S.F. Rising: Noe Valley Bakery's Fig Bread
|Practically a Fig Newton.|
Source: Noe Valley Bakery, 4073 24th St. (at Castro), 550-1405, www.noevalleybakery.com.
Toast-appropriateness: depends on how you're toasting it
For most of the 15 years of the bakery's existence, Michael Gassen's fig bread has been its signature loaf. It's a nobby, oblong little thing, and it had been so long since I'd bought the bread that I looked askance at my purchase. I sliced in, and found the crumb dotted with dried black figs. The further in I sliced, the more closely the black circles swarmed. By the time I got to the center, I wondered that the loaf held together.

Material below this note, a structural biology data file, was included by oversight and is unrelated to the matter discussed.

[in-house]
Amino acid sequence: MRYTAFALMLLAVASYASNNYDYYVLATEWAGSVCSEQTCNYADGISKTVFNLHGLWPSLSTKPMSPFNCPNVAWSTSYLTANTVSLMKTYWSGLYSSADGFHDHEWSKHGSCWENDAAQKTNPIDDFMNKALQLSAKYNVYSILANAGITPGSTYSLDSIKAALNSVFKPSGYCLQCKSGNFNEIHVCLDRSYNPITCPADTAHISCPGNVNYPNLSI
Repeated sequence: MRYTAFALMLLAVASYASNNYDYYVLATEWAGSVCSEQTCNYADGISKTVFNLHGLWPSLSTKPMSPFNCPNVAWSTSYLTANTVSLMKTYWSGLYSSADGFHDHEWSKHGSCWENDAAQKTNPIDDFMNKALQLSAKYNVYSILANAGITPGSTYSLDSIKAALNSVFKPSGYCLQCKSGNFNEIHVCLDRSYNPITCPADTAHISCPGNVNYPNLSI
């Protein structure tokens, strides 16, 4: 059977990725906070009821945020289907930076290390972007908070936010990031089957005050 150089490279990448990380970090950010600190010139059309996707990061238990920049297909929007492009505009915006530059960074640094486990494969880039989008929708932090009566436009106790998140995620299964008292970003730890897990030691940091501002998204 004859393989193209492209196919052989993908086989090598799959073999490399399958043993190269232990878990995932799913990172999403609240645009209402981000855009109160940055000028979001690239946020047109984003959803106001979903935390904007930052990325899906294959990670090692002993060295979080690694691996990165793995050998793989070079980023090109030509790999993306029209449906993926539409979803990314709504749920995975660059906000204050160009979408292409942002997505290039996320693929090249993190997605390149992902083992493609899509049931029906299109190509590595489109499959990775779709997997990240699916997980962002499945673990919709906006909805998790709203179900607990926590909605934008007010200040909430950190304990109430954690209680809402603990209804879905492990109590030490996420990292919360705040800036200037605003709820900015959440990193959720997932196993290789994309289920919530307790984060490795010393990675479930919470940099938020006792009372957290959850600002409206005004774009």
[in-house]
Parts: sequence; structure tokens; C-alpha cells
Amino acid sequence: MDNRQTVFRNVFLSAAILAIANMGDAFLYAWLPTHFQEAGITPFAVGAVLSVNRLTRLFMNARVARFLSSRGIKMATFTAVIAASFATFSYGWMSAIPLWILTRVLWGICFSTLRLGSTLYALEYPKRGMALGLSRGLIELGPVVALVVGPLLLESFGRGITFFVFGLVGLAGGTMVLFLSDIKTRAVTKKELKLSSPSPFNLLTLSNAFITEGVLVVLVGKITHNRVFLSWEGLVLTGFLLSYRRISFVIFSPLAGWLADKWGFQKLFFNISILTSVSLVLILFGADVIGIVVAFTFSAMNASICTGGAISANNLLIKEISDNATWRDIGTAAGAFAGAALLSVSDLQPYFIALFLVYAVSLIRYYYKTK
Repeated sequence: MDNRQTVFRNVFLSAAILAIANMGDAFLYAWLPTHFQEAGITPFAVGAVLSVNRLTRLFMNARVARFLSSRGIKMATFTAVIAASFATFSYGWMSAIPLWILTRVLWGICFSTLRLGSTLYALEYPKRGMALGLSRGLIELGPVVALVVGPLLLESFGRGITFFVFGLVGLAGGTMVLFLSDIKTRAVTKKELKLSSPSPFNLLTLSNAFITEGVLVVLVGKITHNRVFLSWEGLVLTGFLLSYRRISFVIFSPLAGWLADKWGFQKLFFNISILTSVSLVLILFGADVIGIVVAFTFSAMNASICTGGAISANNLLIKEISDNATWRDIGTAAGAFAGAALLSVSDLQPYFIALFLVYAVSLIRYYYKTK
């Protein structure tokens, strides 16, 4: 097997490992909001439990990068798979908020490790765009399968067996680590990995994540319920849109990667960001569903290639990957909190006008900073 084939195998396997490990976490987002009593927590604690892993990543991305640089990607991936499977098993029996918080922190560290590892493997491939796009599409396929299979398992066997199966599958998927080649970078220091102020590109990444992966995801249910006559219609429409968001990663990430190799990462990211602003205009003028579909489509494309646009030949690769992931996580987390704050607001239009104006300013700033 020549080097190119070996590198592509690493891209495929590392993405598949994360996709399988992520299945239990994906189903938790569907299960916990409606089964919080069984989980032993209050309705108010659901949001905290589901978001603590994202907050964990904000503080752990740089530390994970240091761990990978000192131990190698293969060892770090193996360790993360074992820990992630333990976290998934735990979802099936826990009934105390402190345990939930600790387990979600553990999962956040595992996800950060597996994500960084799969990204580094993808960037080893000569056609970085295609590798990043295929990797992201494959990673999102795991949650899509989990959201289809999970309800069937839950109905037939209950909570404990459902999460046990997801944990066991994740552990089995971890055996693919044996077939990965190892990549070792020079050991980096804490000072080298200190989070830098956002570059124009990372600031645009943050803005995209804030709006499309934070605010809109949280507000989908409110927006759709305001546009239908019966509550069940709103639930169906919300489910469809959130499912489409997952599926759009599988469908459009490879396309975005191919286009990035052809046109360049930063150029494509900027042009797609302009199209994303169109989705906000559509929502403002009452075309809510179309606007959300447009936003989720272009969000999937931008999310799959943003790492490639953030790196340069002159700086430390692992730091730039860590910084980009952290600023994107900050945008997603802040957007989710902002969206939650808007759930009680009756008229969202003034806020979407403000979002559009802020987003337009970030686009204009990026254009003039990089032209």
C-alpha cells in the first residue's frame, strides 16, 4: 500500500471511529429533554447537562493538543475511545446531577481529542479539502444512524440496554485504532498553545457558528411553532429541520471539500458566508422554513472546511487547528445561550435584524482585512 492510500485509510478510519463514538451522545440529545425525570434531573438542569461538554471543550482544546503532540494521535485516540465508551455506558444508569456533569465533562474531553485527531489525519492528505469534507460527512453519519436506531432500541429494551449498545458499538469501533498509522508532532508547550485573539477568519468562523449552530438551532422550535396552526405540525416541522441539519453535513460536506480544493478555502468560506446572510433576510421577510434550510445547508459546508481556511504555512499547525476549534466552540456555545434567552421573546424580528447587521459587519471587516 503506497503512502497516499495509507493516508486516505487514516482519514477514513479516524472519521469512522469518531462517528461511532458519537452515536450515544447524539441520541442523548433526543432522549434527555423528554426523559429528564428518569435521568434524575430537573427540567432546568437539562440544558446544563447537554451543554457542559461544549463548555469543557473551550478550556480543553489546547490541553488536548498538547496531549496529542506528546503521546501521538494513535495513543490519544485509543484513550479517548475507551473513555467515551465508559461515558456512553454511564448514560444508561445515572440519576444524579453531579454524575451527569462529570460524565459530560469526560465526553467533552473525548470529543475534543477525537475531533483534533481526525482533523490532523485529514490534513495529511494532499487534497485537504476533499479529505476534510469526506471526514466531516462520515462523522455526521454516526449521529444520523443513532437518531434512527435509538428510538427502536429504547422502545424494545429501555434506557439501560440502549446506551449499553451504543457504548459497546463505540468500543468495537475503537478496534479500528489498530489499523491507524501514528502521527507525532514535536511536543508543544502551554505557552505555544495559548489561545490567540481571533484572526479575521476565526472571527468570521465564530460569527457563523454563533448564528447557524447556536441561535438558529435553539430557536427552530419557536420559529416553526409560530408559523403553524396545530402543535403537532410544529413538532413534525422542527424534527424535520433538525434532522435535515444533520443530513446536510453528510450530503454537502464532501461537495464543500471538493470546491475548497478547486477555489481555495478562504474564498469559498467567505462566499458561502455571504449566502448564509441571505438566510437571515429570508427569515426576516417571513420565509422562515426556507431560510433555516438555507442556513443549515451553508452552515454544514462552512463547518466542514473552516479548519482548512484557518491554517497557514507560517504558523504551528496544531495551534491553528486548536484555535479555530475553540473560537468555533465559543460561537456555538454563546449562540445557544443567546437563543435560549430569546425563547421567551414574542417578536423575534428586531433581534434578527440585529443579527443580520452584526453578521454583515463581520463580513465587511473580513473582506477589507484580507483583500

While the dense, dry-crumbed fig bread can take any amount of salted butter you want to slather on it ― I kept adding more, and I punked out before the bread did ― I found it really wanted to be sliced thin, drizzled with a fruity olive oil, toasted in a high-heat oven. Then it called out for cheese. Not an aged cheddar, whose brashness would have clashed with the dried fruit. More like a creamy blue (have you had the Australian Roaring Forties Blue?), a runny, barnyard-smelling cow's milk cheese such as Robiola or Reblochon ― or best yet, a semisoft, aged goat cheese like Humboldt Fog, with enough creaminess to moisten up the bread and just enough tanginess to make the figs taste even sweeter. A few slices of of that, and you've had lunch, snack, and dessert for the day.